How To Plan Financially For Your Child’s College Education

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College is expensive. Either you, as a parent, need a plan to pay for it or your kid(s) will be shackled with student debt later in life. Do your child a favor and start planning now to help them. Here are the steps needed to develop a plan to pay for your child’s college costs.

Plan For Your Child’s College Education

A quick note on financial planning. Good financial planning requires a lot of “best guesses” and adaptability. You have information but nothing in the future is guaranteed. Not investment returns, nor your health, or your income situation, or any dozen other factors. You plan with what you have, knowing that if you get off-track over time, you’ll need to adjust. And that’s okay. That’s part of good financial planning.

Student Loan Debt

The average college graduate in 2016 left school with more than $37,000 worth of student loan debt. The average loan payment these students were making was $351 per month.

Those are averages. Some students graduated with less – or no debt at all. So the students who did graduate with debt likely had balances and payments well above those average amounts.

The good news is that you, as a parent, can take steps now to lower or even prevent your child from dealing with this burden. Just imagine how much better off they’ll be if you put in place a plan to help pay for your child’s college education.

Let’s look at the steps in planning to pay for your child’s college education.

What Will College Cost For Your Child?

Over the past ten years the cost of college tuition has been increasing at more than twice the standard rate of inflation. Thankfully these increases have slowed way down in the past few years. In fact, recent rate increases for state public colleges have only been 2.9% annually.

Still, that ~3% can really add up over time.

Determine The Base Cost Today

While we never know for sure what college our children will pick, we need to start somewhere in our planning. I recommend an in-state public school because that is likely to be the most cost-effective option.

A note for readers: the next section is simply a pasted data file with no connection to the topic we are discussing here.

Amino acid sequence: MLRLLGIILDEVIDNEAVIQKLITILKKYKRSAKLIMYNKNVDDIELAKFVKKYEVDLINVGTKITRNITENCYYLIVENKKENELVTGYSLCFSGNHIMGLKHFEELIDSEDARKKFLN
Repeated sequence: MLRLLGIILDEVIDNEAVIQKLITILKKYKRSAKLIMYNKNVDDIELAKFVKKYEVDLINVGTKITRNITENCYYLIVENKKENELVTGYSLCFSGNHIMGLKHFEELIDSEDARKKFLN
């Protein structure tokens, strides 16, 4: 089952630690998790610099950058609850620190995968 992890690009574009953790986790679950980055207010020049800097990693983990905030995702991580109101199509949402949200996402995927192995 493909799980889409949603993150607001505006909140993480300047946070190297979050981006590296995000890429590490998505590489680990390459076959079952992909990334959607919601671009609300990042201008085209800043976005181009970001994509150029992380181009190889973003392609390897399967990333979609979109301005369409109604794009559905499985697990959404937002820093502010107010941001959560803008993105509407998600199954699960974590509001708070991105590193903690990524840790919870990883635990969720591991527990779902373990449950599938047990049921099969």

The University of South Carolina costs $26,288 – everything included – for 2017-2018.

They mention that 72% of their students receive grants and that the average grant amount is $6,543 per year. If you are in that 72% the total cost would be right around $20k. Whether you decide to use the higher number or more aggressive lower one is up to you. For this case study I’ll use the higher number. It’s better to be pleasantly surprised than to under-shoot a goal.

Calculate The Cost In The Future

The easy to to figure out the future cost of something based on an inflation rate is to use an online calculator. There are a few of them but here’s one I’ve used a couple time.

Use the “Forward Flat Rate Inflation Calculator” option (the 2nd down). Enter your starting dollar amount – $26,288 for my example. Then enter an inflation rate – I’m going to use 3% for my estimates. Lastly, enter the number of years into the future that you want to calculate. I’m going to assume a newborn for this example, so 18 years until college tuition will be needed.

What answer did I get? $26,288 at a 3% inflation rate after 18 years equals $44,753.56.

That’s the total cost for the first year of college based on those assumptions. Next add 1 to the years to estimate the second year costs, then the same for the third and fourth year.

Now total those four years of estimated costs to figure out how much a four-year degree might cost for your child.

My Example’s Numbers

  • 1st Year: $44,753.56
  • 2nd Year: $46,096.17
  • 3rd Year: $47,479.05
  • 4th Year: $48,903.42

That works out to a total four-year college cost estimation of $187,232.20.